They Don’t Want In

Published 5:08 pm Friday, March 18, 2022

By Charles Qualls

Ever feel like you can’t figure out how to get in? Maybe we will visit a new group. Or we try something new, but it seems like everyone there has already been at whatever the group does for a while. They’re insiders.

Due to a problem with a glass shower door, I’ve been “guesting” (as we call it) in the bathroom down the hall that my wife uses. There was no need for me to bring just everything with me, as we can share.

Trouble came as I squinted at the various labels to see what was shampoo and what wasn’t. I don’t want to use the wrong product, you know. One thing that I think was conditioner appeared to have a secret formula involving Moroccan oils and such. I finally spied the word “shampoo” on another label.

Whatever happened to just a plain bottle of shampoo? Nowadays, if you don’t possess a chemical engineering degree, you feel unqualified to use some of those products. When I read the description for what kind of hair the shampoo was designed to treat, I couldn’t figure out if I should use it or try another.

Last week, I went to a regional training school for upcoming presidents within Rotary International. I’ll be serving our local club beginning later this year. Low and behold, in one breakout conference we had a discussion on the need for Rotary to remove its barriers to membership. Specifically, there are a lot of acronyms and jargon that no newcomer can quite decipher. Shoot, half of the members probably don’t know what all of those terms mean.

When a group or organization develops insider lingo, secret handshakes and the like, they shouldn’t also turn around and complain about declining membership and their fears about survival. Instead, they have to realize that in part, they’ve done it to themselves. Because any barrier to newcomers (read: outsiders) is a problem.

The global Christian church has watched declining membership and participation patterns for decades now. Oh, any of us could point to an exception. Usually a newer church or a church that is located in a fast growing part of town. But the general, overall pattern is decline.

In North America, Christian churches grew steadily from the late 1800s until just after World War II. Then, with the onset especially of revivalists like Billy Graham’s popularity, churches grew quite rapidly. This massive growth continued through about the mid-1970s. However, whispers were already being heard in many established churches that folks just weren’t showing up like they once had.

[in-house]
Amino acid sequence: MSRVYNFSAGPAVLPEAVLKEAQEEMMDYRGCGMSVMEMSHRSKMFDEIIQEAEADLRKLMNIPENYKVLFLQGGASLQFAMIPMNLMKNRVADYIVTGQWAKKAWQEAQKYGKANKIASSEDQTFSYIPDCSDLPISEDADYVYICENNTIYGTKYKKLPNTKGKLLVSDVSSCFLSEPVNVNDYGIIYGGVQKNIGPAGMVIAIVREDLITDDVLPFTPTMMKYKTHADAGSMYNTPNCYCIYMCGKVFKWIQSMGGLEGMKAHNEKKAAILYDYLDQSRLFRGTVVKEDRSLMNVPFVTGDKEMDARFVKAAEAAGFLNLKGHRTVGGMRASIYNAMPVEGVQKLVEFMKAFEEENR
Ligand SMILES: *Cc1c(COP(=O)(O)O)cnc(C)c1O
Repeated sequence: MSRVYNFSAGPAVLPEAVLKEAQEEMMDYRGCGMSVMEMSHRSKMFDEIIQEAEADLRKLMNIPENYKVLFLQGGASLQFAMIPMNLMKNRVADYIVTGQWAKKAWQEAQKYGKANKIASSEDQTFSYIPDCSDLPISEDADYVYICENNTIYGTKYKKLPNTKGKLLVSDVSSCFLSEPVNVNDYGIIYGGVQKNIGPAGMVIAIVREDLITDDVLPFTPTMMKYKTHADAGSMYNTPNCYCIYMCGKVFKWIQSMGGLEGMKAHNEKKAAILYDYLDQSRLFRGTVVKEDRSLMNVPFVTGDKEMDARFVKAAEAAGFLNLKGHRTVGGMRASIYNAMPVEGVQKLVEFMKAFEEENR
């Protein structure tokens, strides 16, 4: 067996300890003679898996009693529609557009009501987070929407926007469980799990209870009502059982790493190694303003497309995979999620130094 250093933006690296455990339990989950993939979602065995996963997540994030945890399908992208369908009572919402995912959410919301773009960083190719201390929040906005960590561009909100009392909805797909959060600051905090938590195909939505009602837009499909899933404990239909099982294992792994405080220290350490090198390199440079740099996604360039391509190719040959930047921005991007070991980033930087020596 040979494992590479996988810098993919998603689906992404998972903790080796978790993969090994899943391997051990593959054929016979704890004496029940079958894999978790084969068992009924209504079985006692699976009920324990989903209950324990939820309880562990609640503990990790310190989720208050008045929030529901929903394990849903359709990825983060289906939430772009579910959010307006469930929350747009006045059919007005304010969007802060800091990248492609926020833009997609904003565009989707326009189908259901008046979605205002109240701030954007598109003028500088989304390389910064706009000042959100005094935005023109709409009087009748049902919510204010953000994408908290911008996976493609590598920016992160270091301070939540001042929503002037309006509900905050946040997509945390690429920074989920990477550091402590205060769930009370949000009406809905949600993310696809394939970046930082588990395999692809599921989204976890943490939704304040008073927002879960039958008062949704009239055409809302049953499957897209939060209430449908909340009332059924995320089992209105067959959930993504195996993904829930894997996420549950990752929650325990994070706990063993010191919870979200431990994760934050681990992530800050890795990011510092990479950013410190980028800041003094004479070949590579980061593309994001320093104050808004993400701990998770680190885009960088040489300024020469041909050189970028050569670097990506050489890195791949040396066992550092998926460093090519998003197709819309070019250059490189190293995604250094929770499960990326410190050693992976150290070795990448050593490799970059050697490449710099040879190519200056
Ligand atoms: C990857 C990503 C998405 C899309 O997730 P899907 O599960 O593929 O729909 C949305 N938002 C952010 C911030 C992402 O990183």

Now, a couple of generations have passed where church activity wasn’t advocated by parents like it once was. Culture in general, including the business world, does not embrace church-going as it once did either. Sports downright went into competition with the church and won. Also, more and more of you are being asked to work on Sundays. Why? Because the business and recreational sport worlds noticed you weren’t observing Sunday as a holy day anymore.

The church wrings its collective hands in consternation over these patterns. We talk about the “ought-to” aspects of parents needing to bring their children to church. About young folks’ need to be interested in the gathered faith. The empathetic among us will even sound the alarm and point out that we have so many of our own insider words and secret handshakes that those outside the church can’t get in. They may feel like they’re reading a complicated shampoo label.

Here’s the hard news: they don’t want in. Many of them don’t these days, anyway. Why so?

Because generations of them have watched the church turn her back on legitimate needs, take stances that Jesus himself wouldn’t have taken at key moments in cultural history, and generally close herself to anyone who is not just like us. They’ve also listened to mean-spirited Christians bark about the need to get everyone “saved,” then turn around and be complete jerks to anyone they come in contact with.

The net result is that we’ve bolted our own doors all too often. Is it too late? For many churches, it is. But for others, we’ll have to awaken to what’s looking at us in the mirror. We’ll have to understand that if we want a growing church, the pastor won’t bring ‘em in by him or herself. If we want to have new people, we’ll have to have healthy relationships and invite them ourselves. Each one of us. Are you up for that, church friends?